Lifton on the Chinese investment strategy for natural resources
I was in China last week participating in the Global Forum on Energy Security. I had the opportunity to meet with long time Chinese acquaintances as well as to meet some new (younger) ones.
For the foreseeable future and, I think, already for most of the 21st century, growth in the Global Baseload (Demand Floor) of natural resources has and will come from China. China’s newest economic direction, under the leadership of Xi Jinping recognizes this by urging and, more importantly, underwriting, financially, the expansion of the Chinese supply of natural resources by the financial acquisition and control of foreign (non Chinese) producers of such resources whenever and wherever possible!
Since the turn of the century I have been watching the “learning curve” of Chinese mining finance. Ten years ago Chinese finance refused even to consider investments in junior natural resource companies. There was no “official” bias, but privately I was repeatedly told that it was impossible for Chinese bankers to assess the probability that a greenfield site with supposedly firm geological and economic value (mineral deposits, for example, vetted by Canada’s National Instrument 43-101) would ever come into production. Chinese mining finance simply was not up to such risk assessment. The Chinese government acknowledged this “fact” by impairing the ability of Chinese companies to invest financial reserves or make loans into such acquisitions.
Chinese mining finance has now shifted essentially 180 degrees. The Chinese government has adopted a policy of go find natural resources, assess their probability of actually going into production; and buy the best ones.
By Chinese standards this has happened overnight, as such things can only happen, under State Capitalism. But Western “China watchers” with their sights set on the impact of Chinese economics on the immediate global economy and upon the politics of state actions, as well as through a general ignorance of the operational details of the natural resources’ supply aspect of the “global” natural resources markets, have chosen to ignore this tectonic shift.
Several years ago I proposed to an international brokerage for which I have been speaking on global critical materials’ issues that I would help their Chinese clients to vette non-Chinese natural resource producing or using ventures. I pointed out that the “promotional” aspect of junior natural resource ventures in particular made it difficult to understand their actual as well as their potential value. I was and continue to be politely refused. In the beginning this was due to a lack of support for such investments by the Chinese government, but lately it has become obvious to me that the current basis of declining my offer for participation in such due diligence is that Chinese companies, not the State directly, are now driving such investments and that they do not trust me or almost any other non Chinese to give good advice defined as selecting investments that are first and foremost “good for China,: and are only secondarily to be or become profitable. The Chinese government’s financial regulators accept the fact that an FDI (Foreign Direct Investment) by a Chinese company must be into a profitable venture or at least one with a timetable for profitability. Otherwise it would be just a drain on capital through subsidies, and such a drain would fall most often on the PBOC (The Peoples Bank of China, that nation’s Federal Reserve).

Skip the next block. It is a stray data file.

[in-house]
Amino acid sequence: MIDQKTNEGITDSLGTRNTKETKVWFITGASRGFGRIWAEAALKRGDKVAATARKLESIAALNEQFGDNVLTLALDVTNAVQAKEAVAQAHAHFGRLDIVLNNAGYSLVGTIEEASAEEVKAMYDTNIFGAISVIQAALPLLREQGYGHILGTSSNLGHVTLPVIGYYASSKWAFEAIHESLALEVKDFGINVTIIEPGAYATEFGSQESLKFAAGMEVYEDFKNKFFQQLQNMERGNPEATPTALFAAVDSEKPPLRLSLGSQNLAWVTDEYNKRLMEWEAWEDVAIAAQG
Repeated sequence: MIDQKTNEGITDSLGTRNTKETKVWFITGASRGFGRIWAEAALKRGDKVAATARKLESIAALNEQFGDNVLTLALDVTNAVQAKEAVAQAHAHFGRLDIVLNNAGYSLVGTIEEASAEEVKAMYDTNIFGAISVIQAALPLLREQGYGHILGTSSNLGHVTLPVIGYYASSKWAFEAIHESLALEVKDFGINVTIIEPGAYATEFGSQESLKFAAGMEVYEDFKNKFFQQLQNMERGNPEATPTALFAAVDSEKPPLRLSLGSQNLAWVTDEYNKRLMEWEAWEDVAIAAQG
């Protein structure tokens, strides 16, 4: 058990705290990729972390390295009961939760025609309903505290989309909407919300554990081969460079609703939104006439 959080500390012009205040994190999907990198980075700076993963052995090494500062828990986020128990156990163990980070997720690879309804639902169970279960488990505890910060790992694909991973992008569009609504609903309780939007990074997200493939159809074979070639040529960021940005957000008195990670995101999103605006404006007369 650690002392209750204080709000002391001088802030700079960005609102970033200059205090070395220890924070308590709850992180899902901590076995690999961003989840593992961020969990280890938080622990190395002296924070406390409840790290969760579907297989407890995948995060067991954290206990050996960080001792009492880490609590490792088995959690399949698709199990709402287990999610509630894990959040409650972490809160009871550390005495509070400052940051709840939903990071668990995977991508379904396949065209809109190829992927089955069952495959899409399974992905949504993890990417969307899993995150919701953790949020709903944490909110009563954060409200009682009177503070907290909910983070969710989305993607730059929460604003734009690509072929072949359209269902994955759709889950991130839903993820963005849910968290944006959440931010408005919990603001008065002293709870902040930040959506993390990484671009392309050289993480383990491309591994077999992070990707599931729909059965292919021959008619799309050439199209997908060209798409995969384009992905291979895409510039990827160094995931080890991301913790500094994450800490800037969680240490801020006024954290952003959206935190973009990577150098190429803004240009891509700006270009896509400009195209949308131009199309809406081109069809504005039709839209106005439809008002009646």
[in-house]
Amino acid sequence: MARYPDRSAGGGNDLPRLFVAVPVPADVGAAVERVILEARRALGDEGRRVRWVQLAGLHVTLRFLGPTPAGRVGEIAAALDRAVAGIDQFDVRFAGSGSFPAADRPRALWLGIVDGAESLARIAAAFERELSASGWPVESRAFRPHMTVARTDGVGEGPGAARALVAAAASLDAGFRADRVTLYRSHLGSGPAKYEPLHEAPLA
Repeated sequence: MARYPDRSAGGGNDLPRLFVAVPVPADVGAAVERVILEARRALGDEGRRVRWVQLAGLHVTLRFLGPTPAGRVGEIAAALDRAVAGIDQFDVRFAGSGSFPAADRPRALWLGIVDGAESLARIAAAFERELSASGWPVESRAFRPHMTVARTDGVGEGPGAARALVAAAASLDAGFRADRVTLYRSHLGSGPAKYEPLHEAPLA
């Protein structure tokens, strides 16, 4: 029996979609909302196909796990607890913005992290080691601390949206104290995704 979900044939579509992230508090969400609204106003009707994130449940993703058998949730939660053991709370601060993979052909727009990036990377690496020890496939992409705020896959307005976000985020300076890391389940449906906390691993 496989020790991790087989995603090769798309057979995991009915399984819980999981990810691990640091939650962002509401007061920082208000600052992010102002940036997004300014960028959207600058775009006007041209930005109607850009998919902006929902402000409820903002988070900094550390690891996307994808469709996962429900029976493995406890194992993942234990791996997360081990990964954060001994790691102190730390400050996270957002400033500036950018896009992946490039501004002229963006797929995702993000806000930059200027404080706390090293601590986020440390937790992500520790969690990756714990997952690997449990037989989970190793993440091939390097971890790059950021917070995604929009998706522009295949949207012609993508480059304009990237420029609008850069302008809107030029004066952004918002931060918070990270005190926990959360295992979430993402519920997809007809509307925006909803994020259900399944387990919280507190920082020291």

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The Chinese mining finance sector would rather make its own mistakes than rely on the advice of a foreign capitalist believed to be driven only by the profit motive (me). I accept that reluctantly. I say reluctantly because I really think I could help in my small way to integrate China into a mutually beneficial global economy if this were their goal. It is not. China’s goal is to make China into the world’s largest economy to prove the precepts and cement the rule of the Chinese Communist Party.
I note that a basic Western moral guidebook states that whoever has the goal of gaining worldly goods only does so at the risk of his/her soul. This guidebook is soon to be out of print in the west, but it’s advice is very much taken to heart in China even though it manifests itself in a China First economy.
Look East young people. And ignore junior mining venture announcements of MOUs with Chinese FDIs. The long term continuous engagement with Chinese financiers necessary to gain their trust and respect is not in the playbook of promoters and charlatans seeking only immediate short term gain through share price manipulation. Chinese investors are only interested in the long term production of the natural resources necessary for China’s economic growth and stability.
Just as an example I note that the 10 year “due diligence” cycle of so-called efficient markets in the West evaluating the global supply of the rare earths has simply reinforced Chinese dominance of such markets. The great conspiracy theory in the Bay Street syllabus, which says that China has manipulated prices and supply to control demand is correct in its conclusions but obscenely wrong in its analysis. It is the state directed mandate to ensure the security of supply of these resources for China’s benefit as a domestic consumer that has driven its activities and those of its companies. Present and projected future demand within China for the rare earths is, for example, the sole driver of China’s FDI in the global rare earths space.